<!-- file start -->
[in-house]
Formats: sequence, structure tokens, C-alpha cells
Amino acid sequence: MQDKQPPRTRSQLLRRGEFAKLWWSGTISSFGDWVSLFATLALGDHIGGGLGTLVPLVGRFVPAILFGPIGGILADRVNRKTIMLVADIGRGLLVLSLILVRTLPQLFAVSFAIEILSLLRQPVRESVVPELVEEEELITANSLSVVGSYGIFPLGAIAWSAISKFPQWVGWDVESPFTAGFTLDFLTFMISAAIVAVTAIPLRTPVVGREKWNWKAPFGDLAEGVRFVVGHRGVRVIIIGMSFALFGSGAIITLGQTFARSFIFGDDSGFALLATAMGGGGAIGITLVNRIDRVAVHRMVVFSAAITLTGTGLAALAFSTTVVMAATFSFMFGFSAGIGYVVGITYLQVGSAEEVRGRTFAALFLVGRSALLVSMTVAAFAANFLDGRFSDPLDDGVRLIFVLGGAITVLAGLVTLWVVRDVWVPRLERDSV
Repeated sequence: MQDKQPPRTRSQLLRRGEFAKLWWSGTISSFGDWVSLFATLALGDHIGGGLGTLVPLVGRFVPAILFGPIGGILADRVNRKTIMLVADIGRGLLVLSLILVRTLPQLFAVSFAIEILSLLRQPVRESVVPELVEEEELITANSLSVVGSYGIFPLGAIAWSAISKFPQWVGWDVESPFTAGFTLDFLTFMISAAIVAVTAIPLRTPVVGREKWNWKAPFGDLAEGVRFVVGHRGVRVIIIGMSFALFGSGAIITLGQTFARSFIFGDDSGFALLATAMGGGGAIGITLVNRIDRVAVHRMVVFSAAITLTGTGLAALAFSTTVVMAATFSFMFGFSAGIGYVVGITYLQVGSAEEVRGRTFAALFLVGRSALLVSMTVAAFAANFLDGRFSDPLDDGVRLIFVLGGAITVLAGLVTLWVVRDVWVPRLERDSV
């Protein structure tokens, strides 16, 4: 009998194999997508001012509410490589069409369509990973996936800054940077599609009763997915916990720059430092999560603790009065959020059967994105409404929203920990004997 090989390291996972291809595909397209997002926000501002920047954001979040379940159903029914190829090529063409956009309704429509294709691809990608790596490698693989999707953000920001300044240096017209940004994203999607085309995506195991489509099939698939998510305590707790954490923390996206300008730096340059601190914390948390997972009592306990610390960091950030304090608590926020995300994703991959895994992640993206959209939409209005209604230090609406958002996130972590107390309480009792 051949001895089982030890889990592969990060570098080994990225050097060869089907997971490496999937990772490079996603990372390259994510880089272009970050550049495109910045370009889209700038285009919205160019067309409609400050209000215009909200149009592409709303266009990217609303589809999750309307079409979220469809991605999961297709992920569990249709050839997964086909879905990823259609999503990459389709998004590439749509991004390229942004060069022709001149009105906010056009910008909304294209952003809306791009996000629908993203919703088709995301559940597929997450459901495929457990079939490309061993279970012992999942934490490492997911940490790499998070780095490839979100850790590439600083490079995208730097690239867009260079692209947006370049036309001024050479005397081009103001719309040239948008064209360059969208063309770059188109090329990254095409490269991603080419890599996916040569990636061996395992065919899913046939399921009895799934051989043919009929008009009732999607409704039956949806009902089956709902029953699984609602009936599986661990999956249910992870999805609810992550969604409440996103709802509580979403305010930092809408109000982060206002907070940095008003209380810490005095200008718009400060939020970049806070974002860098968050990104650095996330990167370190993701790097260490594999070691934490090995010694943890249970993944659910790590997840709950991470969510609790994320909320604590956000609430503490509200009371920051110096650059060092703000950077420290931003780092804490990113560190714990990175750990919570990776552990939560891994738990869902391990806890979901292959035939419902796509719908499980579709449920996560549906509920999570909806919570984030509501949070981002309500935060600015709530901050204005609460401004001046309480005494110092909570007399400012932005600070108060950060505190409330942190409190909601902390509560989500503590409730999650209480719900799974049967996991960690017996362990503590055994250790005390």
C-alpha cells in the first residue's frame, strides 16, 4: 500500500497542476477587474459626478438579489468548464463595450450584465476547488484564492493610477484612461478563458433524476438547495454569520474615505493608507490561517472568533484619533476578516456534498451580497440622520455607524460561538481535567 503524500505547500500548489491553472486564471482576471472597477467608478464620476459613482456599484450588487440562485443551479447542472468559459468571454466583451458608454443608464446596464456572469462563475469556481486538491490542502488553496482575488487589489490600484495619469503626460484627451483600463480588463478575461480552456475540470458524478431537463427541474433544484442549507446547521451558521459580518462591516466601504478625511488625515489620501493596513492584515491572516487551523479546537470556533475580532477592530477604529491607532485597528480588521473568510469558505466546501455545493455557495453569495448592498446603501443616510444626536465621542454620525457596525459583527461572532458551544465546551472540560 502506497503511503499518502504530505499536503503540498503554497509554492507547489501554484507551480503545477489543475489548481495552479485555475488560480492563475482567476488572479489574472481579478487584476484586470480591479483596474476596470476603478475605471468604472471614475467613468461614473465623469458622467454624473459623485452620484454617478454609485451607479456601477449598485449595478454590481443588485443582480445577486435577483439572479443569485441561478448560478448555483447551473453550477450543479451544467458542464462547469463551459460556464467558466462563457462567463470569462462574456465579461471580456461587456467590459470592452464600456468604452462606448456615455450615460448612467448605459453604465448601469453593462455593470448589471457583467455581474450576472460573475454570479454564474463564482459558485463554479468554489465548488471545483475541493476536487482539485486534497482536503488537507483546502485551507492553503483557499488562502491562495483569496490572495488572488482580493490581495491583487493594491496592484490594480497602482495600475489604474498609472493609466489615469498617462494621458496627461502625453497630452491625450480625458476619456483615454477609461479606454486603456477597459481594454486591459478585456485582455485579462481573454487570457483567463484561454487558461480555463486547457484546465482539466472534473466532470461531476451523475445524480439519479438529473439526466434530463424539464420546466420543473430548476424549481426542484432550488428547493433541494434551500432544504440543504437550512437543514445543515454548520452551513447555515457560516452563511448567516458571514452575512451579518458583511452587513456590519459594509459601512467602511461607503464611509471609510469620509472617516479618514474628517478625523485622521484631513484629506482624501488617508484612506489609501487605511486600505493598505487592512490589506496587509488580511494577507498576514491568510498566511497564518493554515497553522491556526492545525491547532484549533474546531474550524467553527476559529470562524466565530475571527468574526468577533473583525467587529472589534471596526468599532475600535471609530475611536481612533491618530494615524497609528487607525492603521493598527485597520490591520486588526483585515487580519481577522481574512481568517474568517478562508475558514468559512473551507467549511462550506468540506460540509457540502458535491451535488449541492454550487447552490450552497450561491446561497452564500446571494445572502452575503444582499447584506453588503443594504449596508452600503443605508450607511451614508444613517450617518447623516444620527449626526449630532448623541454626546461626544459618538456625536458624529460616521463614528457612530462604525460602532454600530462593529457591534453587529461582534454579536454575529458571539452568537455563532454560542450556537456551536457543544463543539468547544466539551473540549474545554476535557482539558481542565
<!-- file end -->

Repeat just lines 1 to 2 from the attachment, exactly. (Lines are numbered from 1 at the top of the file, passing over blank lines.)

[in-house]
Formats: sequence, structure tokens, C-alpha cells